Discovered in 1808, Calcium (Ca) is the third most abundant metal in the earth’s crust after aluminum and iron. Its pure form is usually extracted from limestone (calcium carbonate). This chemical element surrounds us everywhere – it can be found in the soil and geological formations, in fresh and sea water, and even in living organisms. A grown-up person’s body contains about 1 kg of calcium, predominantly in bones. The metal is used in various construction materials: concrete, cement, glass, bricks and lime.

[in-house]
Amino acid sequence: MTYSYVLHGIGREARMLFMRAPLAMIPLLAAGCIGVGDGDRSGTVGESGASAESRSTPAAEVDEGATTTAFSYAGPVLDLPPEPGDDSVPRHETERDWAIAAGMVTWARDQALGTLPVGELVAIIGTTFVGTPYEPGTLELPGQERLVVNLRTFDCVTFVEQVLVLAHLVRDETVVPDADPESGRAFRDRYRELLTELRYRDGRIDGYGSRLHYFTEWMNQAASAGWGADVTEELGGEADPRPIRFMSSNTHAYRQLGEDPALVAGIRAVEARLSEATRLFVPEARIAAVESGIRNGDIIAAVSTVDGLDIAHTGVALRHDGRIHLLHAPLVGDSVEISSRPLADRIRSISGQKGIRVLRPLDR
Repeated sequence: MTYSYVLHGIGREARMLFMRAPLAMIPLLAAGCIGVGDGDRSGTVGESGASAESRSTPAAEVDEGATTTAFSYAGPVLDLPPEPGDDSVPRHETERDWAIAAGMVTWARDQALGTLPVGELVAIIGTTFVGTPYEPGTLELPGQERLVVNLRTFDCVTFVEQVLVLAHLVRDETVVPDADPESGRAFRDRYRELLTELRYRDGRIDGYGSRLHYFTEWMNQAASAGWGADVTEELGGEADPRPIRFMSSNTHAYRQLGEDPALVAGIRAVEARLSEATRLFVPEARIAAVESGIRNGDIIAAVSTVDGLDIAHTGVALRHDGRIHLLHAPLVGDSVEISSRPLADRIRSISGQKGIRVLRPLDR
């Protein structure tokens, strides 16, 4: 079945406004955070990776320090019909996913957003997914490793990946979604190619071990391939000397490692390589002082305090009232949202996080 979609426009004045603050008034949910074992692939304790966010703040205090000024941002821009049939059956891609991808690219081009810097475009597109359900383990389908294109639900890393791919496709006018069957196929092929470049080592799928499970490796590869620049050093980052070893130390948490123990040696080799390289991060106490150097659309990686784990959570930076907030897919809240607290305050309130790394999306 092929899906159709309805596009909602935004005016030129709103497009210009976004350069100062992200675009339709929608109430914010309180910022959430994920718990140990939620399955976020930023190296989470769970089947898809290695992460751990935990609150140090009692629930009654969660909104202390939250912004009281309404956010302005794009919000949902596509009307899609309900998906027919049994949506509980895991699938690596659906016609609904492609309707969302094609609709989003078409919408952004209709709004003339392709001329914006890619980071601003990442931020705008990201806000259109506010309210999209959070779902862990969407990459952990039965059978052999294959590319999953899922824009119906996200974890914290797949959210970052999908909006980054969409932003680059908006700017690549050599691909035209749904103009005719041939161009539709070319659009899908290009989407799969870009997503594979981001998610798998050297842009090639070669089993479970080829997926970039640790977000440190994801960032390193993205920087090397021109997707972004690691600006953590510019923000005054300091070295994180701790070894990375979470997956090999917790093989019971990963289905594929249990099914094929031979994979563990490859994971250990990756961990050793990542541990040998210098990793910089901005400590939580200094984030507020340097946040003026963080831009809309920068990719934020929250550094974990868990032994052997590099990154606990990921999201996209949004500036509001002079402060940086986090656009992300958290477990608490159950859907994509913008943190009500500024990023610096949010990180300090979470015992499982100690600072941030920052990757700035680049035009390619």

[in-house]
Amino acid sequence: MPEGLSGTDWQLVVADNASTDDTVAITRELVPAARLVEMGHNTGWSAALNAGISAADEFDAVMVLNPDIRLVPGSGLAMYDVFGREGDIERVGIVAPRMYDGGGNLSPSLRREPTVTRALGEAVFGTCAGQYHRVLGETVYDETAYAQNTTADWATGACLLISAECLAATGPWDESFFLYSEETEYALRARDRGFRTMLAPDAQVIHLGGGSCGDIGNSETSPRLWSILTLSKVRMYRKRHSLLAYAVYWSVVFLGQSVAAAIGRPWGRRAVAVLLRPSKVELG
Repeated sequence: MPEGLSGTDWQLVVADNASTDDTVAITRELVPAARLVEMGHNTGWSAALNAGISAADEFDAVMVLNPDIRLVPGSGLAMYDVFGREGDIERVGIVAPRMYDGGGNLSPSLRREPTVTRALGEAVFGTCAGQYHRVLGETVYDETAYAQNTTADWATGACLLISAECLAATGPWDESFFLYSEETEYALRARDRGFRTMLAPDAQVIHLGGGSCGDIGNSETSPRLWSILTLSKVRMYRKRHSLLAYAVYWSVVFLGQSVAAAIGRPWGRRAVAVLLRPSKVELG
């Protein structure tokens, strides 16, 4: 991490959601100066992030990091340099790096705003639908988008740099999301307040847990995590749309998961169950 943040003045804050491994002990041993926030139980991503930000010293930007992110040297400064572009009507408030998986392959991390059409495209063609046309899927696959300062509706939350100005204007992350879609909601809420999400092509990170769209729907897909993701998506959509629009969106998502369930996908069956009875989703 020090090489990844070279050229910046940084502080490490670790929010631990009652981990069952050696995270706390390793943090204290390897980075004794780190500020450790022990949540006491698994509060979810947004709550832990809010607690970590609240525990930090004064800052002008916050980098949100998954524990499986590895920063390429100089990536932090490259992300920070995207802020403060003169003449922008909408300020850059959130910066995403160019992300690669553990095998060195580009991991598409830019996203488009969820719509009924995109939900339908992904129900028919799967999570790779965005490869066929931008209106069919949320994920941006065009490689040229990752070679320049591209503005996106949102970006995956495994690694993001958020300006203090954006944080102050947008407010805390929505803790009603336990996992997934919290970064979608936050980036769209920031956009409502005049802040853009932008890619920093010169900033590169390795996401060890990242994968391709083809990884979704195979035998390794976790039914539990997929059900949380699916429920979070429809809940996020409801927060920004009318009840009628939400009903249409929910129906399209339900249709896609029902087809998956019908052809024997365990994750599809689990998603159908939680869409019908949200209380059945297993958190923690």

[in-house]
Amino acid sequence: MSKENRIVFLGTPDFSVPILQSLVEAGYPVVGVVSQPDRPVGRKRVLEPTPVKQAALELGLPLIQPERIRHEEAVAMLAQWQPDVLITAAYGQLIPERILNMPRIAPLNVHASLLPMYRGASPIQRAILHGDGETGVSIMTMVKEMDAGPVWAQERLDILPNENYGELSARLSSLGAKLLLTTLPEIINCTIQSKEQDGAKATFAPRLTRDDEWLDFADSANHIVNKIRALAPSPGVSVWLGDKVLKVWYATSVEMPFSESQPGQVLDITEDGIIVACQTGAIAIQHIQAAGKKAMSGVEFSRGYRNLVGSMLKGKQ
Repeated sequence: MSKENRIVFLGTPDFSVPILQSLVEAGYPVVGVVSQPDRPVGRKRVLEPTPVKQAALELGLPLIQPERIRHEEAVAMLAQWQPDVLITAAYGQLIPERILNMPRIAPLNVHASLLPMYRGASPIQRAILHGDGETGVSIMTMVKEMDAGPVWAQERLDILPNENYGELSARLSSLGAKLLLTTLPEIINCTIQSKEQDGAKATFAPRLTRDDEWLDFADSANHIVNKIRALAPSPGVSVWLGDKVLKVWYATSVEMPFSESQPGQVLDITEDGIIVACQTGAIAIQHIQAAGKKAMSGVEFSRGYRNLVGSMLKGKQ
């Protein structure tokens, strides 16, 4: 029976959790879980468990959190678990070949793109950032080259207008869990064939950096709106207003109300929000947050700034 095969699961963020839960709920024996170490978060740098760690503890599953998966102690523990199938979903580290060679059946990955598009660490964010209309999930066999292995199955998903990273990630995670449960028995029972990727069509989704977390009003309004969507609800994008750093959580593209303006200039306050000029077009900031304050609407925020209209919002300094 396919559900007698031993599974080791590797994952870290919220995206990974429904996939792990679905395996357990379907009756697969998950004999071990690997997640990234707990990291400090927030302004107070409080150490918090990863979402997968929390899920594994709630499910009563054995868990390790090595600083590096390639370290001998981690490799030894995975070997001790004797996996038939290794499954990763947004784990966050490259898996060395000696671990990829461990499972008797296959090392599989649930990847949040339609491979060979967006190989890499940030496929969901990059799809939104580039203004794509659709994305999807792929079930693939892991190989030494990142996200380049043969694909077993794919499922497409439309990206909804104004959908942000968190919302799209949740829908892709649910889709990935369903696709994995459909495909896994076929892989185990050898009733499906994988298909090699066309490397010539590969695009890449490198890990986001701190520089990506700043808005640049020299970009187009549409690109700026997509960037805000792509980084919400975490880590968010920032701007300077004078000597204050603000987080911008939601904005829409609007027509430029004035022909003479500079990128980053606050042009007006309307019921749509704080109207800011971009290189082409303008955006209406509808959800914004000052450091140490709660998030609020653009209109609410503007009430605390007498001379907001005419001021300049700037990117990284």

Interestingly, calcium is seldom used in its pure form because it is a very active metal and easily reacts with other substances including oxygen. That is why we usually come across its various combinations.

Calcium in its pure form: